“The one unforgivable crime in British public life is admitting you have no sense of humor.”
“It can always get worse,” says Martin Rowson, who’s made a career out of highlighting the idiocy of politicians in his editorial cartoons. We talk about the purpose of satire, his preference for subversion over respectability, the benefits of considering himself a journalist rather than an artist, the advantages of being self-taught, the rationale for selling his original art to UKIP, his literary background and the adaptions he’s done (The Waste Land, Tristram Shandy, Gulliver’s Travels), the ones he hasn’t done (Dorian Gray, Frankenstein), and the one he’s working on now. Plus, we get into the change in his outlook when he began working in color (and when he turned 50), how to draw Trump, his disdain for modern fiction and why he killed off Martin Amis a half-dozen times in his old literary strip, and what it’s like “committing assassination without the blood”. Give it a listen!
“I used to think my job as a satirist was corrective surgery, albeit with a cudgel rather than a scalpel, but it’s not about that at all. It’s not to make our subjects become better people by pointing out their idiocies. It’s to make us feel better about them. It’s to make us laugh, to empower us to have permission to laugh.”
“‘Artists’ view illustrators and cartoonists with a kind of contempt, because it’s all they’ve got. And because we get paid regularly.”
About our Guest
Martin Rowson is a multi-award-winning cartoonist, writer and broadcaster. His work is published in The Guardian, The Daily Mirror, The Independent on Sunday, The Morning Star and has appeared in more or less every other publication you can think of, apart from The Sun. He has produced comic book adaptations of T S Eliot’s The Waste Land, Laurence Sterne’s The Life and Opinions of Tristram Shandy, Gentleman, and Jonathan Swift’s Gulliver’s Travels. Other books include, Giving Offence, F*ck: The History of the World in 65 Unfortunate Incidents and The Dog Allusion: Gods, Pets and How to be Human, an irrational atheist’s response to Richard Dawkins. His 2006 memoir Stuff: A Memoir of Death and Life, about clearing out his late parents’ house and his own adoption, was nominated for the Samuel Johnson Prize for Non-Fiction. Martin is former chair of the British Cartoonists’ Association and a former vice-president of the Zoological Society of London. He was appointed ‘Cartoonist Laureate’ of London when Ken Livingstone was Mayor. For some reason, that didn’t continue under Boris Johnson.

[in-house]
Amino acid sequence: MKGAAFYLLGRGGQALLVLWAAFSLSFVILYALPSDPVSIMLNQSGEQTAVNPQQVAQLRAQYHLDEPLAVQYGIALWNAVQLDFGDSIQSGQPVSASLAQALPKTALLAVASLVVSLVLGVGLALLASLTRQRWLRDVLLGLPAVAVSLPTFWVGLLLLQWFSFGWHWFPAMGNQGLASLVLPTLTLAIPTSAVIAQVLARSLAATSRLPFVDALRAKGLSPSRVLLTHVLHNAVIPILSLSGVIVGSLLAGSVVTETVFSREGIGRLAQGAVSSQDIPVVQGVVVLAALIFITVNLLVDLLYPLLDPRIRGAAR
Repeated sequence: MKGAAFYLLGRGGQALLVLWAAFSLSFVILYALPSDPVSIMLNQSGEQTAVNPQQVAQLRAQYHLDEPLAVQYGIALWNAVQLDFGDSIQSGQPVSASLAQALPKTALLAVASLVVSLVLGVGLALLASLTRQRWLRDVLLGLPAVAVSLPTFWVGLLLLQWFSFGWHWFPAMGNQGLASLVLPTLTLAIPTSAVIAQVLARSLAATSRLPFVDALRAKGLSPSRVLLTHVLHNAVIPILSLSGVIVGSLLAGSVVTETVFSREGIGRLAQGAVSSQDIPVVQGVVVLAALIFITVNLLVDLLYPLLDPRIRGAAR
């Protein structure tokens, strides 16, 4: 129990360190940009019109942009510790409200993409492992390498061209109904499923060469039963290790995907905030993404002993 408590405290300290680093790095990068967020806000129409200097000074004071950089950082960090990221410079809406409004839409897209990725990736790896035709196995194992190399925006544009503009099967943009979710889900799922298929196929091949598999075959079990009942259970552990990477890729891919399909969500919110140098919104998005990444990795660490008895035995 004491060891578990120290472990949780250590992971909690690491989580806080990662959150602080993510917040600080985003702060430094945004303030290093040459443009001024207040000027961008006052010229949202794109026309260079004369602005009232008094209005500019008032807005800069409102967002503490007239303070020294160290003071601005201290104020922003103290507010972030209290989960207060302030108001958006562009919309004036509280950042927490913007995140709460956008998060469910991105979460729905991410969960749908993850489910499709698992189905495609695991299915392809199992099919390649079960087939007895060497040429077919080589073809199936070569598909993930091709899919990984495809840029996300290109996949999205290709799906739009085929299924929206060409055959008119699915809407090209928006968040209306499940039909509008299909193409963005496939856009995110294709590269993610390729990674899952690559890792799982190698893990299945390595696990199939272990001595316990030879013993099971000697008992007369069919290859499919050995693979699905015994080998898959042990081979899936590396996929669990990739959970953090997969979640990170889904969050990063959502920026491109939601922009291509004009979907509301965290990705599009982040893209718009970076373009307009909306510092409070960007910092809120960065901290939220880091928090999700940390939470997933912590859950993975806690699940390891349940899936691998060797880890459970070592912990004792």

Credits: This episode’s music is Nothing’s Gonna Bring Me Down by David Baerwald, used with permission from the artist. The conversation was recorded at Mr. Rowson’s home on a pair of Blue enCORE 200 Microphones feeding into a Zoom H5 digital recorder. I recorded the intro and outro on a Heil PR-40 Dynamic Studio Recording Microphone feeding into a Cloudlifter CL-1 and a Mackie Onyx Blackjack 2×2 USB Recording Interface. All processing and editing done in Adobe Audition CC. Photos of Mr. Rowson & his work & desk by me. It’s on my instagram.